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[ICE TIME] Exclusive: Legend Brian Boitano Raves About Working with Kinoshita Group Skaters at Kyoto Camp

Brian Boitano explained the joy of the experience: "I really like working with elite skaters and giving them little secrets that make a big difference."



Brian Boitano
Brian Boitano trains with two-time world junior champion Mao Shimada in Kyoto. (INSTAGRAM)

Read the full story on SportsLook - [ICE TIME] Exclusive: Legend Brian Boitano Raves About Working with Kinoshita Group Skaters at Recent Camp

SAN JOSE, California ― Former Olympic champion Brian Boitano came away from his recent five-day intensive training camp with skaters from the Kinoshita Group thoroughly impressed.

The American, who won the gold at the 1988 Calgary Games, was clearly stunned by the group that he worked with in Kyoto, which included two-time world junior champion Mao Shimada, plus world competitors Mone Chiba and Hana Yoshida.

"They were the most talented group of skaters I have ever seen in one ice rink," Boitano declared on the phone in an exclusive interview with Ice Time during the week of April 21-27. "All of them were so good. They were all the way from 12 years old until 24. Even the pairs skaters, like Sumitada Moriguchi, were jumping at a single skater level. It was amazing."

Boitano detailed for Ice Time just how his trip to Kansai came about.

"Mie Hamada talked to Yuka Sato, who talked to my coach Linda [Leaver] and I, and Yuka said, 'Mie would like to have you come out [to Japan],' " Boitano stated. "She has taught your jumping technique for years and you were her favorite skater. Mie would love to have you come."

What followed was a wonderful opportunity for the Kinoshita kids to learn up close from a skater who, in addition to his Olympic triumph, was also a two-time world champion and a four-time US titlist.

Brian Boitano
Brian Boitano in the spring of 2024. (Courtesy of Brian Boitano)

An Enjoyable Experience Working with Hamada's Skaters

Boitano, who does not coach and rarely accepts invitations to give seminars, went all out for Hamada's charges.

"We were on the ice for five days from 11 AM until 6 or 6:45 PM," Boitano noted. "Then we would have an off-ice discussion for about an hour and a half afterward. They were really good, long days."

Boitano sounded almost as thrilled as the young skaters he instructed must have been.

"This was right in my wheelhouse, because I really like working with elite skaters and giving them little secrets that make a big difference," Boitano commented. "I really like doing that and I knew that all of these skaters would be really top-rate."

Brian Boitano
Brian Boitano helps train Japanese skaters in Kyoto. (INSTAGRAM)

Boitano said he prepared well ahead of the long flight from San Francisco to Osaka.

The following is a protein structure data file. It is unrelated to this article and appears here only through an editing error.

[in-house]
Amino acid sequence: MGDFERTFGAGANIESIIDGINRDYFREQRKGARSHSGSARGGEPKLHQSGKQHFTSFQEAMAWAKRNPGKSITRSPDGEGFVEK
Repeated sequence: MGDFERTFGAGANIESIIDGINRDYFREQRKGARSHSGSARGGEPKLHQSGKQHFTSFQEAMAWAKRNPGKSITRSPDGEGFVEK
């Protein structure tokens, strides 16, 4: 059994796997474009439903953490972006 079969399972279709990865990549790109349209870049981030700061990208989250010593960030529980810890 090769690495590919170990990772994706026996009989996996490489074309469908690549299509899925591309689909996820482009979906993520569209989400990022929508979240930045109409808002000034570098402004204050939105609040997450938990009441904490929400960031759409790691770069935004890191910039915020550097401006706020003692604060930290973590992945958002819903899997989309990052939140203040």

"I had watched their videos to see what I felt they needed," Boitano remarked. "Honestly, I really liked everything that I saw. I was even questioning if I had anything valuable to offer them. But when I got there and started changing things, they were so receptive.

"It was great for me and it was great for them," Boitano added. "I was really pleased and I felt like I was handing my information down, which is a nice feeling."

Brian Boitano
Brian Boitano shares a happy moment with skater Sumika Kanazawa. (Courtesy of Brian Boitano)

Wowed By the Drive of Young Skaters

Boitano gave Ice Time a couple of examples of the determination he saw from the skaters.


"There was a little girl named Riria Kono, who was 12," Boitano recalled. "Anything that I asked her to do, she was able to do. They were just a great group of good skaters."

A day after our conversation, Boitano sent me a text with another tale to tell.

"I thought of another story that I forgot to tell you which really shows the level of commitment that those skaters have," Boitano wrote. He added, "I challenged the young skater Sumika Kanazawa (a novice) to do a very difficult triple combination, it was waltz jump, loop, loop, loop, triple loop, half loop, triple salchow, step double axel, and she tried it over and over again probably 30 times and did it very successfully.

"The next day I came in and I said if she can do that combination again, I will give her two pastries, and I put the pastries on the rail," Boitano detailed. "She said she did so many the day before that she was really sore, and that she needed a little time in the session to think about it. But she would try it again, and I gave her the entire session to do it, and she finally did do it."

Continue reading the full story on SportsLook.


Author: Jack Gallagher

The author is a veteran sports journalist and one of the world's foremost figure skating experts. Find articles and podcasts by Jack on his author page, and find him on X (formerly Twitter) @sportsjapan.